Tips and basic principles:
  • More lecithin will not get you more foam or more stable foam. In fact it can destabilize it.
  • Lecithin is an emulsifier found in egg yolks, but soy lecithin is vegan and safe for people who can't have eggs.
  • Don't divide this recipe in half. The liquid won't be deep enough for your blender.
  • For more tips, and excellent chemistry reference written for a lay person (more from a cook's perspective than a chemist's), check out Hydrocolloid Recipe Collection on Khymos Blog. The best reference I've found so far.
  • Try to serve within 5 minutes after foaming.
*     *     *

Some notes about the dish I made. This is for my own use to remember which mistakes not to make the second time.

Day 1
  • pork belly (bought it sliced 1/3 inch thick, 3 inches long)
    • salted, peppered, vacuumed sealed, sous-vide at 190F for 1.5 hours. chilled in ice water, refrigerated
    • removed from bag and tasted -- too tough.
    • simmered for 1.5 hours covered in a skillet on very low with a little chicken stock, bay leaf, and whole coriander seeds
      • I first tried deep frying coriander seeds, but they came out too hard and unpleasant, so threw them in with the pork to simmer. they came out great -- with a little crunch, but relatively soft.
    • removed bacon out of braising liquid, chilled, refrigerated
    • discarded bay leaf and reduced braising liquid over high heat. by the end there was slightly more fat than juice left. cooled and refrigerated.
  • beets (candy striped and regular red)
    • peeled, cut into wedges, sprinkle with a little salt and sugar.  Vacuum sealed with a little butter.  I gave each beet type its own bag to preserve the color.
    • sous-vide at 190F for 50 min
    • chilled in ice-water. refrigerated.
  • radishes
    • cut in half, sprinkled with a little salt and sugar. Vacuum seal with a little butter.
    • sous-vide at 190F for 10 min
    • chilled in ice-water. refrigerated.
  • Japanese turnips
    • cut into wedges, sprinkle with a little salt and sugar. Vacuum seal with a little butter.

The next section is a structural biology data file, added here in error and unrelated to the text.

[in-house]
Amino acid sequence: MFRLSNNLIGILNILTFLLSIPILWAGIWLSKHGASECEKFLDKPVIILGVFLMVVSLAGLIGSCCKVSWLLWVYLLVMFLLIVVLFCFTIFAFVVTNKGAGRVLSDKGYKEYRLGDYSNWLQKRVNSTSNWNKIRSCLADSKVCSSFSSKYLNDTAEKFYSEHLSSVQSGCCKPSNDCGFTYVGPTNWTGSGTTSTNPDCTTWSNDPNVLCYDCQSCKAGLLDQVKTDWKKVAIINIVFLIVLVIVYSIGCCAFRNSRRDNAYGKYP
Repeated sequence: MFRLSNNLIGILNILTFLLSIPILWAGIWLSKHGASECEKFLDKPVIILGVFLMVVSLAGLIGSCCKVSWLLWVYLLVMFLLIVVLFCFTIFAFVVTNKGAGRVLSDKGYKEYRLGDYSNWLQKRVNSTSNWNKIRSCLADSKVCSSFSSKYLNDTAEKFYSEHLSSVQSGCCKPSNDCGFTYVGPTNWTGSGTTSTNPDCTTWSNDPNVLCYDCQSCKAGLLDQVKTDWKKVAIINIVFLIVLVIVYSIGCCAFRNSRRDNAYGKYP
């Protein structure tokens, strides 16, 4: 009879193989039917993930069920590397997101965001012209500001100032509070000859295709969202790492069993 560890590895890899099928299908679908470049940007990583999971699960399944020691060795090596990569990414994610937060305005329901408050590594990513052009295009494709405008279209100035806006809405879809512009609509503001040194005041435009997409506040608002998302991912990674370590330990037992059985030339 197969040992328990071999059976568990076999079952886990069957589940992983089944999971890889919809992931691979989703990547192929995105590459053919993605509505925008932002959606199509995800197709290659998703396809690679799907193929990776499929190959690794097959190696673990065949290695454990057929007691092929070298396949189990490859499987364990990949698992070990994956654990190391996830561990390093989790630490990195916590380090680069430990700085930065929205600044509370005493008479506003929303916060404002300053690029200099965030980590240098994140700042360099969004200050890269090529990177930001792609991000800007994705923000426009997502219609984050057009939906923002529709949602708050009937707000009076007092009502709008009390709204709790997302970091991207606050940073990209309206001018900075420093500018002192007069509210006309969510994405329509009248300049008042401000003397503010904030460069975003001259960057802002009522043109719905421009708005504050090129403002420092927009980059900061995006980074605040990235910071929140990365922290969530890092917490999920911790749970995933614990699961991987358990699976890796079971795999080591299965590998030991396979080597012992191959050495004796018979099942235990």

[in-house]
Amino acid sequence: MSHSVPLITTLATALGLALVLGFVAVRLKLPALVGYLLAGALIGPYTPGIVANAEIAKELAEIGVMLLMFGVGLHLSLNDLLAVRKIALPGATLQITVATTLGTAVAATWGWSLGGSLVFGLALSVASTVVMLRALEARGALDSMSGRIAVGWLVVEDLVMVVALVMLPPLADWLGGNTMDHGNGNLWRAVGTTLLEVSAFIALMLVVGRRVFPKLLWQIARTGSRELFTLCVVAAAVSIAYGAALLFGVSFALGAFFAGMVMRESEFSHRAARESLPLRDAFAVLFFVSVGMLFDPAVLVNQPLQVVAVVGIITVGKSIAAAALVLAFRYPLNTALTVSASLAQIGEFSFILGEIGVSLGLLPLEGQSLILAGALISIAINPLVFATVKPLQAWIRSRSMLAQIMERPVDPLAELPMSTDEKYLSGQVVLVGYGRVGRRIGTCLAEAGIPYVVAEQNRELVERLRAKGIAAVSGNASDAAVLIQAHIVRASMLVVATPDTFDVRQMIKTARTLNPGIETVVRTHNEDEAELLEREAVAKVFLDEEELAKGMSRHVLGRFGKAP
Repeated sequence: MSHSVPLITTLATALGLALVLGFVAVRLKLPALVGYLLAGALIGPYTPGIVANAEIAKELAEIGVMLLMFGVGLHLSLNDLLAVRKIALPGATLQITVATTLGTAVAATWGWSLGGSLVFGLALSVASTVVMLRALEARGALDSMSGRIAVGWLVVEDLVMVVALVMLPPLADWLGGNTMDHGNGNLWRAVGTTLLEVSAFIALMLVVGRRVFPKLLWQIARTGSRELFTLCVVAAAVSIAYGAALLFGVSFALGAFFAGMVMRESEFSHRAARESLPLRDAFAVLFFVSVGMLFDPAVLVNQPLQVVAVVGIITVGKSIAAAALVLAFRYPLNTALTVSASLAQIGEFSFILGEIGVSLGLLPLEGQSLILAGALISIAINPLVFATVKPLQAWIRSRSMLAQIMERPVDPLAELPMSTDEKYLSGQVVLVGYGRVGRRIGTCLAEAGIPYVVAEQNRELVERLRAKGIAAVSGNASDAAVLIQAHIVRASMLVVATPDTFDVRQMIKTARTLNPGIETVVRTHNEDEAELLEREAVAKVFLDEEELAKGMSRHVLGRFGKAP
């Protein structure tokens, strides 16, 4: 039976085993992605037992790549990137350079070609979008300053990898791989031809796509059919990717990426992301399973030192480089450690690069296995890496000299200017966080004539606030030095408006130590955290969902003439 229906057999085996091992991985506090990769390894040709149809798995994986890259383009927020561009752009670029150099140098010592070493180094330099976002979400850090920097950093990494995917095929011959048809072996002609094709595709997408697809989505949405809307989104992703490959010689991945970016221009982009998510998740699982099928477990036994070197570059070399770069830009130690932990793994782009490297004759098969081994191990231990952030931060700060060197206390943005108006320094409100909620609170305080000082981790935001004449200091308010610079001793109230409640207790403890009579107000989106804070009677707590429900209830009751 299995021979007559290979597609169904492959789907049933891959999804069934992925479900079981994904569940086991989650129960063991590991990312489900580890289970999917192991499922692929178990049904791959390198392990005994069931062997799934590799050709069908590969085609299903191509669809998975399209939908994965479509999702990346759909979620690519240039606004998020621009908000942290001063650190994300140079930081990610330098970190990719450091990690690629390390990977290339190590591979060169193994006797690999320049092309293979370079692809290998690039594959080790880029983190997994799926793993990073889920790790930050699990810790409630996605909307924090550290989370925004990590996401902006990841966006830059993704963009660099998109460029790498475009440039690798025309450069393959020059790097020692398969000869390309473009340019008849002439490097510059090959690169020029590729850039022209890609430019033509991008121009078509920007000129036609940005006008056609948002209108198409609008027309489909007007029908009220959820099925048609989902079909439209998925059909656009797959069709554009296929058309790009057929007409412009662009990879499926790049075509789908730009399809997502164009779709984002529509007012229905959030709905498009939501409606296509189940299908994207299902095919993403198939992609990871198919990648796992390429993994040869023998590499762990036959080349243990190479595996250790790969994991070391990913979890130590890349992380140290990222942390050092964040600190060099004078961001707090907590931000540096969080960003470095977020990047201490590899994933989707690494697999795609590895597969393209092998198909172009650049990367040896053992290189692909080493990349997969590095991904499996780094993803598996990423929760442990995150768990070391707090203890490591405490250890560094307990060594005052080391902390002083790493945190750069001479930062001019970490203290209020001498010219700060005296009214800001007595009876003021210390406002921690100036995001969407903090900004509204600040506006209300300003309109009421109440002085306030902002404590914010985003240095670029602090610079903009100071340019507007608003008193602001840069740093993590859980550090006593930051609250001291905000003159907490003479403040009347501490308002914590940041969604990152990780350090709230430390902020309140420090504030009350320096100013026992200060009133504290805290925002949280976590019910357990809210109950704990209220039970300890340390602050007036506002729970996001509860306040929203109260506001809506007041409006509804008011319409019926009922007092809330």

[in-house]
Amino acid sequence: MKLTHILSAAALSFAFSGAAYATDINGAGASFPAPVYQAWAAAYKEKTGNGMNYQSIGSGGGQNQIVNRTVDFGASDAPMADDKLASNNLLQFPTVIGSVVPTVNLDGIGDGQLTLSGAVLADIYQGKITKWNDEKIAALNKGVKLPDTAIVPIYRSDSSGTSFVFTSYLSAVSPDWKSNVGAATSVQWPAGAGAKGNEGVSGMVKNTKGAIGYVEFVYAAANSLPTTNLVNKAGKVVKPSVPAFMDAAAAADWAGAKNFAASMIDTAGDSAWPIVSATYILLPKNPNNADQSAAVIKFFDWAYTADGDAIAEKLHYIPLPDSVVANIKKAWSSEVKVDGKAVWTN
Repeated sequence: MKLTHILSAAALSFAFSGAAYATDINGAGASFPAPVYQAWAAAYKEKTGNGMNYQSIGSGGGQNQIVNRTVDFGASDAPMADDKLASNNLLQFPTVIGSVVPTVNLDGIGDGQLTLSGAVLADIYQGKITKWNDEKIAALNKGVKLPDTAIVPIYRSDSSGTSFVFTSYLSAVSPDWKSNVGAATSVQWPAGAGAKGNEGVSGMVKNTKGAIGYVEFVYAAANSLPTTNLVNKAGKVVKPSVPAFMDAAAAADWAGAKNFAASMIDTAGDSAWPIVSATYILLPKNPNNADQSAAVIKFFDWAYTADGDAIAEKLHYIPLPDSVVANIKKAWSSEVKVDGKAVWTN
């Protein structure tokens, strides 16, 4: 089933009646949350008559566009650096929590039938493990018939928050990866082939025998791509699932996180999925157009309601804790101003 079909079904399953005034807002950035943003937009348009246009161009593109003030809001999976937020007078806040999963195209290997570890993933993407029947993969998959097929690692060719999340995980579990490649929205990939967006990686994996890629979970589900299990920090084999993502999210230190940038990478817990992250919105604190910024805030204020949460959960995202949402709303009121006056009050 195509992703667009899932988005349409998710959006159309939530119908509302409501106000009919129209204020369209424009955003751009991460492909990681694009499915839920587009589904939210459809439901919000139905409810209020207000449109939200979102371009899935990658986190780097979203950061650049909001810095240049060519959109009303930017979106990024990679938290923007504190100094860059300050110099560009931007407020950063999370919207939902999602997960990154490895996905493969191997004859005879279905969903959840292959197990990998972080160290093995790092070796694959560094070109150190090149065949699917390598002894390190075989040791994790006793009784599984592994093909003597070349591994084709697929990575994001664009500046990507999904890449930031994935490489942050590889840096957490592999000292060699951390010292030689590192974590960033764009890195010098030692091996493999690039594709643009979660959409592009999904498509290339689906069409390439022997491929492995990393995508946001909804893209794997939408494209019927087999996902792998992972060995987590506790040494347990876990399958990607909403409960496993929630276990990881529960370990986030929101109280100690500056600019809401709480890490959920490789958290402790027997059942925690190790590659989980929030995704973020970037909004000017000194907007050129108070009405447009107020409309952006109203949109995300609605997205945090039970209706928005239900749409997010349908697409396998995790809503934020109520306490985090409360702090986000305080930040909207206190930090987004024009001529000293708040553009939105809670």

• sous-vide at 190F for 10 min
    • chilled in ice-water. refrigerated.
  • beet broth
    • I happened to have some left over cold beet borsh, so I strained it and used the liquid as beet broth
Day 2
  • pork coriander vinaigrette
    • warmed up the braising liquid in the microwave until fat melted
    • stirred in red wine vinegar and dijon mustard
  • warmed up 250g of beet broth in a small wide sauce pan. added 0.75 grams of soy lecithin and whisked to dissolve
  • seared pork belly in a little grapeseed oil, removed, set aside
  • Toasted very thinly sliced rye toasts in the same skillet where pork belly was cooked, removed and set aside.
  • Removed the vegetables from bags, reserving all the liquid in a cup
  • warmed up the vegetables in the skillet, removed and set aside
  • poured reserved juice, maple syrup, and balsamic vinegar into the skillet and reduced until syrupy, poured all but 1 tsp into a squeeze bottle.
  • arranged 3 pieces of bacon on a plate and brushed with pork vinaigrette
  • coated beets with the beet syrup remaining in a skillet and arranged on plate
  • arrange a couple of radish and turnip pieces on the plate
  • dress baby spinach with pork vinaigrette and placed behind the pork belly
  • tucked in rye toast
  • arranged a few rye seeds from the vinaigrette on the plate
  • painted a few beet syrup swirls on the plate
  • whipped the surface of the beet broth with immersion blender. scooped off the foam and arranged several dollops of it on the plate

Monday, July 23, 2012

The Possibility of Tokyo